21 November 2007

Where will you (the audience) draw the line?

Will you draw it here?

As Josh begs for his life, Vlasák slashes his Achilles tendons with a scapel and allows him to leave. Unable to walk, Josh tries crawling to freedom, before the Dutchman drags him back into the cell and kills him.

As Paxton begs for his life in German, the client gags Paxton and saws off two of Paxton's fingers with a chainsaw ... Paxton follows Vlasák to a public restroom, where he cuts off two of the man's fingers, bludgeons his face into the toilet bowl and slits his throat as he begs for his life.

Eli Roth ... peppily refers to a scene ... in which a businessman directs a blowtorch on the eye of a bound female victim until it dangles uselessly from its socket, as the 'eye-gasm'. *

Or here?

Liz ... manages to escape by cutting the cable ties that bind her hands together, and as night falls she discovers Mick torturing Kristy by shooting at her, tormenting her and sexually abusing her.
Liz ... gets into a car and attempts to start it but Taylor announces himself with a sinister chuckle and stabs her through the driver's seat with a huge knife. He then cuts off some of her fingers, severs her spinal cord (making what Mick calls "a head on a stick") and tortures her to reveal the location of Kristy.

Or maybe here?

Tenia brutally rapes Marcus's girlfriend Alex and puts her into a coma. ... This scene is filmed using a single, unbroken take, lasting nine minutes. After Tenia rapes Alex, he repeatedly punches and kicks at her head and stomach.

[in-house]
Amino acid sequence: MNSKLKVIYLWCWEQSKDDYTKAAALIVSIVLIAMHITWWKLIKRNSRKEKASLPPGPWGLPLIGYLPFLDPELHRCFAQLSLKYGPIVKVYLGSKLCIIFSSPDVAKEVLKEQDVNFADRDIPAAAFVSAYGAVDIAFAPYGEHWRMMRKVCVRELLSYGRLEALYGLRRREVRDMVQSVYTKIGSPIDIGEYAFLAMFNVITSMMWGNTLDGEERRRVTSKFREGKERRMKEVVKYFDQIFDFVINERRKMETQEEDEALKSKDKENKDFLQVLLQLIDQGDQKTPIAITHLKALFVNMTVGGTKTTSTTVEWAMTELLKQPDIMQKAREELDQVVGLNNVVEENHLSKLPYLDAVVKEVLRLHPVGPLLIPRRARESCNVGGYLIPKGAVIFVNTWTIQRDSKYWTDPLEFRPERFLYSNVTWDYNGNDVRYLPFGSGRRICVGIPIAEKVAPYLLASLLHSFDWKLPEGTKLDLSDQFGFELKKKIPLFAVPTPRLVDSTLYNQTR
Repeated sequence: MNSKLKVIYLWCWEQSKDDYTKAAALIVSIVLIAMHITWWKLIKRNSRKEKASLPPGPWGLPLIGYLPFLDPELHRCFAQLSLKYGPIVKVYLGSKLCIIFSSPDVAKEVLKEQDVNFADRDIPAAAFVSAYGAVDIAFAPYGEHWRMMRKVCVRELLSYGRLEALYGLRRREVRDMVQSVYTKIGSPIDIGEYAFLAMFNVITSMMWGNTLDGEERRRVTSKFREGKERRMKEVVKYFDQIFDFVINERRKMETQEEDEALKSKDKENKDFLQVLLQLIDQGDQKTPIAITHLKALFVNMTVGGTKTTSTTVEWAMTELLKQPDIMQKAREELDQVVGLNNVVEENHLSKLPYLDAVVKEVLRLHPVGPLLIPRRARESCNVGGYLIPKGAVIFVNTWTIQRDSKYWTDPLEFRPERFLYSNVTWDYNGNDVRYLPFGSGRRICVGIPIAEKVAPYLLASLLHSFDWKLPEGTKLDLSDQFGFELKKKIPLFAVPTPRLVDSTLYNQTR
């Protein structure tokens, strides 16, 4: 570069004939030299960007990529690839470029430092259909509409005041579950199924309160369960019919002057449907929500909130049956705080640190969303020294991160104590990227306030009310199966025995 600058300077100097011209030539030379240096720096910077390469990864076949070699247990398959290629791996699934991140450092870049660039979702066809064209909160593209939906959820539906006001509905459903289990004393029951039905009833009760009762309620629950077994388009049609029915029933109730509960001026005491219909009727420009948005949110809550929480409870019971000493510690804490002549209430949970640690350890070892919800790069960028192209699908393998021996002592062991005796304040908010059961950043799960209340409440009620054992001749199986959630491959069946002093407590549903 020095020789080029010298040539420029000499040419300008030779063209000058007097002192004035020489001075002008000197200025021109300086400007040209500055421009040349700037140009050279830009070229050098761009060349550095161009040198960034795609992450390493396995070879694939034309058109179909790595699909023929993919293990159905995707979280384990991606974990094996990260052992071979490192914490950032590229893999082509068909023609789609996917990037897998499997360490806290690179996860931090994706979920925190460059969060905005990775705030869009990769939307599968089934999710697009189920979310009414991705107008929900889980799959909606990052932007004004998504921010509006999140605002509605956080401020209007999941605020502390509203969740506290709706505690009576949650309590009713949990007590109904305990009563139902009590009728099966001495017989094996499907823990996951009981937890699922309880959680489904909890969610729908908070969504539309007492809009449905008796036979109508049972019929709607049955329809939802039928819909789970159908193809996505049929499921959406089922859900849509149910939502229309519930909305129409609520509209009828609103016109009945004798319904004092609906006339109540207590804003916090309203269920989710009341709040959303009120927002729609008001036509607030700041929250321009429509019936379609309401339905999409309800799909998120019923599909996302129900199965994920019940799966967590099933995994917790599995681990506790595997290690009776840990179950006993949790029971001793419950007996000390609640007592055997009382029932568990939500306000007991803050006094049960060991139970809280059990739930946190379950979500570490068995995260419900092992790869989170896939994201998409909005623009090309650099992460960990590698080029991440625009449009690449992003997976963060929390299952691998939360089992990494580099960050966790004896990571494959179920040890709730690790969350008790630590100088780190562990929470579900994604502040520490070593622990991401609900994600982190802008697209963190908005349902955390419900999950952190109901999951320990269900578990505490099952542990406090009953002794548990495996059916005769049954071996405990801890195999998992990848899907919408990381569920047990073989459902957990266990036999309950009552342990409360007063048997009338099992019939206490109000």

Or possibly here?

The shocking sequences in Eastern Promises, which centres on the Russian mafia in London, include one in which a knife is twisted repeatedly and gleefully into a man’s eye and two showing victims having their throats cut in graphic detail.

I don't see why audiences would ever draw the line. If the mediocratic elite (film directors, critics, official censors) tell them it's okay, why should the audience question this?

We have of course the usual rationalisations of pseudo-iconoclasm:
'challenge', 'radical', 'confronting', 'risk-taking', and so forth.

When, during filming, the actor playing the most sadistic of the psychos [in Robert Zombie's The Devil's Rejects] became traumatized by what he had to do, Zombie reportedly told him, “Art is not safe.” **

“Scenes that make people turn away are part of the fun of going to movies,” said the British Board of Film Classification in defence of allowing Eastern Promises to screen without cuts.

The ethos of making pain, suffering and torture acceptable entertainment isn't confined to the more obviously shocking horror movies. Recently I watched Pan's Labyrinth, thinking it would be an amusing mix of political history and magical realism. In fact, at least half the point of it seemed to be to show torture and sadism.

Displaying the goriness of injuries full-on has become a standard feature of even the most innocuous dramas. Torchwood and Cranford are two recent examples where we were shown more of this than necessary. I am guessing here, but I imagine a two-fold rationale is being employed: the ideological one (it is 'real'), and the one about demand (it boosts viewing figures).

It is hard to believe that watching this kind of material does not have some effect on people's attitudes. It's easy to scoff at the idea that it encourages people to imitate the behaviour of the fictional psychopaths. While it may not make anyone commit murders who wouldn't have done so anyway, it may encourage those who do murder to behave more callously towards their victims. More to the point, it may make ordinary people feel less inhibited about behaving sadistically in everyday situations, towards (say) their spouses, or their elderly parents.

Perhaps the prevalence of these movies is part of the reason why many in the West nowadays seem to feel more relaxed about contemplating the use of torture in interrogation.

* Daily Telegraph
** David Edelstein

More thoughts on movie violence, from Westminster Wisdom